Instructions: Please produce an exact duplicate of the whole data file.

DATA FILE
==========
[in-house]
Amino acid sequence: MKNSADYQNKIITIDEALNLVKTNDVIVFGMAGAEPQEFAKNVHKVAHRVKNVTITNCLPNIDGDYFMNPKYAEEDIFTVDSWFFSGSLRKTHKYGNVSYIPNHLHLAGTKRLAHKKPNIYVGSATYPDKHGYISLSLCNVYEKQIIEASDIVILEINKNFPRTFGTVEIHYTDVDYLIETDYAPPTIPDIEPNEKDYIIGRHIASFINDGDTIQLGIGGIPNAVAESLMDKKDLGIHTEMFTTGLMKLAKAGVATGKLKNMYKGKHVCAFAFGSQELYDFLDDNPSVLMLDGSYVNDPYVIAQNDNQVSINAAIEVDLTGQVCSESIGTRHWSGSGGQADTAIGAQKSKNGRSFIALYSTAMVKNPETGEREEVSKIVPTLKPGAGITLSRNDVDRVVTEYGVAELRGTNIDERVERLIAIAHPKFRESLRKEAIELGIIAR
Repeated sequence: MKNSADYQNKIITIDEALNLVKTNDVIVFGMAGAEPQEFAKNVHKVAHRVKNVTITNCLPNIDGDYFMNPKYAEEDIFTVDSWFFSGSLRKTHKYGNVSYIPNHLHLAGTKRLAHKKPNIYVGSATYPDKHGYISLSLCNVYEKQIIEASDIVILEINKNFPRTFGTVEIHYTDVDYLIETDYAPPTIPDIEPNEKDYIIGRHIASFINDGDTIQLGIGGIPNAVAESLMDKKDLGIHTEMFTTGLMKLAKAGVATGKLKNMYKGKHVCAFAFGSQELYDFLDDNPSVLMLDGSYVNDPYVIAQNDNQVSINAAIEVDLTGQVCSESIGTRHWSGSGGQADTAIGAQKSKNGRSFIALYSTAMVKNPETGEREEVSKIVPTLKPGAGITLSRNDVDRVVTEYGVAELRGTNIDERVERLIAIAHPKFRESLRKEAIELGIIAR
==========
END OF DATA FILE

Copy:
[in-house]
Amino acid sequence: MKNSADYQNKIITIDEALNLVKTNDVIVFGMAGAEPQEFAKNVHKVAHRVKNVTITNCLPNIDGDYFMNPKYAEEDIFTVDSWFFSGSLRKTHKYGNVSYIPNHLHLAGTKRLAHKKPNIYVGSATYPDKHGYISLSLCNVYEKQIIEASDIVILEINKNFPRTFGTVEIHYTDVDYLIETDYAPPTIPDIEPNEKDYIIGRHIASFINDGDTIQLGIGGIPNAVAESLMDKKDLGIHTEMFTTGLMKLAKAGVATGKLKNMYKGKHVCAFAFGSQELYDFLDDNPSVLMLDGSYVNDPYVIAQNDNQVSINAAIEVDLTGQVCSESIGTRHWSGSGGQADTAIGAQKSKNGRSFIALYSTAMVKNPETGEREEVSKIVPTLKPGAGITLSRNDVDRVVTEYGVAELRGTNIDERVERLIAIAHPKFRESLRKEAIELGIIAR
Repeated sequence: MKNSADYQNKIITIDEALNLVKTNDVIVFGMAGAEPQEFAKNVHKVAHRVKNVTITNCLPNIDGDYFMNPKYAEEDIFTVDSWFFSGSLRKTHKYGNVSYIPNHLHLAGTKRLAHKKPNIYVGSATYPDKHGYISLSLCNVYEKQIIEASDIVILEINKNFPRTFGTVEIHYTDVDYLIETDYAPPTIPDIEPNEKDYIIGRHIASFINDGDTIQLGIGGIPNAVAESLMDKKDLGIHTEMFTTGLMKLAKAGVATGKLKNMYKGKHVCAFAFGSQELYDFLDDNPSVLMLDGSYVNDPYVIAQNDNQVSINAAIEVDLTGQVCSESIGTRHWSGSGGQADTAIGAQKSKNGRSFIALYSTAMVKNPETGEREEVSKIVPTLKPGAGITLSRNDVDRVVTEYGVAELRGTNIDERVERLIAIAHPKFRESLRKEAIELGIIAR